DALLAS — The first call came from the Uptown Players. Dallas-based actor Duke Anderson had been cast in the company’s production of “Fun Home” — he was expecting to play the lead role of Bruce. The show's director told him the musical was on a temporary hold.
Anderson, who moved back to Dallas from New York in 2015 to be closer to family, was just gaining momentum in the tight-knit local theater scene when COVID-19 brought the entire industry to a stand-still.
A day after that call, Lyric Theater of Oklahoma told Anderson that its production of the stage adaption of “Matilda, The Musical” was also postponed. Anderson was set to portray the major role of Miss Trunchbull. Every other production Anderson had been hired for in his slow climb to name recognition eventually saw its plug pulled. To make ends meet, he picked up seasonal work as a baker and other odd jobs. He was also forced to move back into his parents' home.
“It's been really tough,” he said. “I know I'm not alone in the arts industry in having dealt with some depression because of it, some anxiety, and some sense of an identity crisis. What do I do? Who am I without this as a craft?
“It's our passion,” he continued. “It's the thing that we love to do most. And it's really hard to have that taken away from you and feel like you don’t have that avenue of expression.”
In the economic bloodbath that COVID-19 brought to bear, those working in performing arts were the first casualties — and most observers, like Dr. Gary Gibbs, the executive director of the Texas Commission on the Arts, believe the arts sector will also be the slowest to recover.
His organization, a state agency that supports the arts and offers millions of dollars in grant money, doesn’t track how many performing arts organizations have permanently shuttered, but he knew of a few.
During his recent testimony at a hearing of the state’s Culture, Tourism, & Recreation Committee, he pointed to a recent report by the state comptroller’s office that laid out how the entertainment industry as a whole was decimated by the stay-at-home orders.
“And the other really damaging part of this is that many arts organizations across our state are supported locally by the hotel occupancy tax,” he told Spectrum News 1. “And during the pandemic, people have not been traveling. Tourism has also been highly impacted and so those dollars that would normally support the arts organizations are not there.”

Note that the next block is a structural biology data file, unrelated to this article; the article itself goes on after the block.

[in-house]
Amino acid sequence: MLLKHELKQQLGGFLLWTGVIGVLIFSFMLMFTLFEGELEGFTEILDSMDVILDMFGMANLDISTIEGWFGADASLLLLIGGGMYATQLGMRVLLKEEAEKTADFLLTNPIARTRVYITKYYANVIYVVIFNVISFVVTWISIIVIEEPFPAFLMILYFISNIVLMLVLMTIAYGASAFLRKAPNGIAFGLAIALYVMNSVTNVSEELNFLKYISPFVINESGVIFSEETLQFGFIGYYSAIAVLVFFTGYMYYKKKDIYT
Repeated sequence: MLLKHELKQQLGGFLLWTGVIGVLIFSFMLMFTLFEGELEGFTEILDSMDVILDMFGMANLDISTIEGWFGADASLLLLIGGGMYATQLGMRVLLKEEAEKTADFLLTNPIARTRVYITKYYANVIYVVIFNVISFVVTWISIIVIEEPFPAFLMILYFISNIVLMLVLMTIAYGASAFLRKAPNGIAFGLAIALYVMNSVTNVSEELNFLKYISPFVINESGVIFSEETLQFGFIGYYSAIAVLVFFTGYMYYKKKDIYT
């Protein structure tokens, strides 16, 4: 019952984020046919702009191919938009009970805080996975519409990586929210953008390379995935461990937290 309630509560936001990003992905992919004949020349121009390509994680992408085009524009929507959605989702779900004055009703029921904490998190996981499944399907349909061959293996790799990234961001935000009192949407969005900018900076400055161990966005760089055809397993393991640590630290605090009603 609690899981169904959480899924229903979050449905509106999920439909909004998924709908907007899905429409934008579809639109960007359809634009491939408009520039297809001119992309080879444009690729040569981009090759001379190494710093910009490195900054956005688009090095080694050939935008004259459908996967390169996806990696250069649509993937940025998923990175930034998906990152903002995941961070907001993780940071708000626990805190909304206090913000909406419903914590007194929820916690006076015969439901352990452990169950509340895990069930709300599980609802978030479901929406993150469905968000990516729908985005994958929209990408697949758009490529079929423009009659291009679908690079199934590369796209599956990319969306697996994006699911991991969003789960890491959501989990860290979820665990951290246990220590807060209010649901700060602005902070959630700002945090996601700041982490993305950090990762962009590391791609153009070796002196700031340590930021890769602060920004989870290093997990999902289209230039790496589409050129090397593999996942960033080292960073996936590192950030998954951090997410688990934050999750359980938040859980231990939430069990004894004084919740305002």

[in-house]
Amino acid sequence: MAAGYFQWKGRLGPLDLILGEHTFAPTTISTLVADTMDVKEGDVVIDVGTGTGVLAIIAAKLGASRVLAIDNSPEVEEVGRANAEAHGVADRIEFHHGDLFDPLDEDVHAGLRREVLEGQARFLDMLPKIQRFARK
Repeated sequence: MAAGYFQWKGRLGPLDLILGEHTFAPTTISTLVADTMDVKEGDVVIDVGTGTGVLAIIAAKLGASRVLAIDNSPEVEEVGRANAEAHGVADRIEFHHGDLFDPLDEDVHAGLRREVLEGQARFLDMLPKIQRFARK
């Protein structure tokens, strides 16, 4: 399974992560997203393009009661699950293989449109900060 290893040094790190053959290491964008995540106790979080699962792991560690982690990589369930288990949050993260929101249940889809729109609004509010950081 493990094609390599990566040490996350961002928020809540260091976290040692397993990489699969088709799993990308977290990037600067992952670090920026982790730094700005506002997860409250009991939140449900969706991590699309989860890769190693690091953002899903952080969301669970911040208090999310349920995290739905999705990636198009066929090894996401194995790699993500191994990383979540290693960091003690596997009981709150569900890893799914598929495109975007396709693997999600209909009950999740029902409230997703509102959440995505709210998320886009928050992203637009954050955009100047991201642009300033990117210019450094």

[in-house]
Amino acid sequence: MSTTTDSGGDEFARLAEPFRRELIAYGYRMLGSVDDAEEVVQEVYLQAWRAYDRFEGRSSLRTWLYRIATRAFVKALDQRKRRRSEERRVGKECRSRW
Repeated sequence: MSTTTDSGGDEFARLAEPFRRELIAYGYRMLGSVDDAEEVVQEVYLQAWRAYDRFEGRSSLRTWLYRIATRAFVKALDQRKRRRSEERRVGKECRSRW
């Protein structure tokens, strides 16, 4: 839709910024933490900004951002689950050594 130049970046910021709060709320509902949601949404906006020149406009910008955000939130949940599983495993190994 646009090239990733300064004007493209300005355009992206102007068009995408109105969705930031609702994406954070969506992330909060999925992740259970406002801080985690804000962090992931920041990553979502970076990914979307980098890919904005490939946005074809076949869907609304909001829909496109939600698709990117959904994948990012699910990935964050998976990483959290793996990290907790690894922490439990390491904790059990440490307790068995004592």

COVID's devestation on the performing arts extendeds far beyond lost jobs and seasons. When the curtain dropped on live theatrical performances in Texas, it also set in motion myriad unforeseen consequences.
Many performers who belong to the Actors’ Equity Association did not work enough to qualify to keep their health insurance, and members will now have to face a global health crisis with an added sense of uncertainty.
The arts also have a cascading economic effect, Gibbs explained. In 2019, based on data from the Texas Cultural Trust — an Austin-based non-profit that focuses on the economic impact of cultural organizations, the arts generated $6.1 billion in taxable sales and $380 million in state sales tax revenue.
“Typically when you go out to the theater or ballet or opera, you’re also going out to eat, hiring a babysitter, and paying for parking,” Gibbs said.
Many theaters and performing arts organizations pivoted to online performances and Zoom readings of plays. But for performers like Anderson, keeping his name top-of-mind for casting directors across the state has been a struggle.
“Theater is all about momentum,” he said. “They always say that you're only as good as your next job. So when those get pulled away, there is a sense that you have to completely start over.”
The employment dollars lost by workers in the performing arts over the past year — and the arts as a whole — are staggering. Data from the Texas Workforce Commission show employment in the arts, entertainment, and recreation fell by nearly half from February to April 2020, and remained 27% lower in November. By comparison, employment at hotels, restaurants, and bars — another industry disproportionately deflated by the pandemic — fell by 12.5% during this period.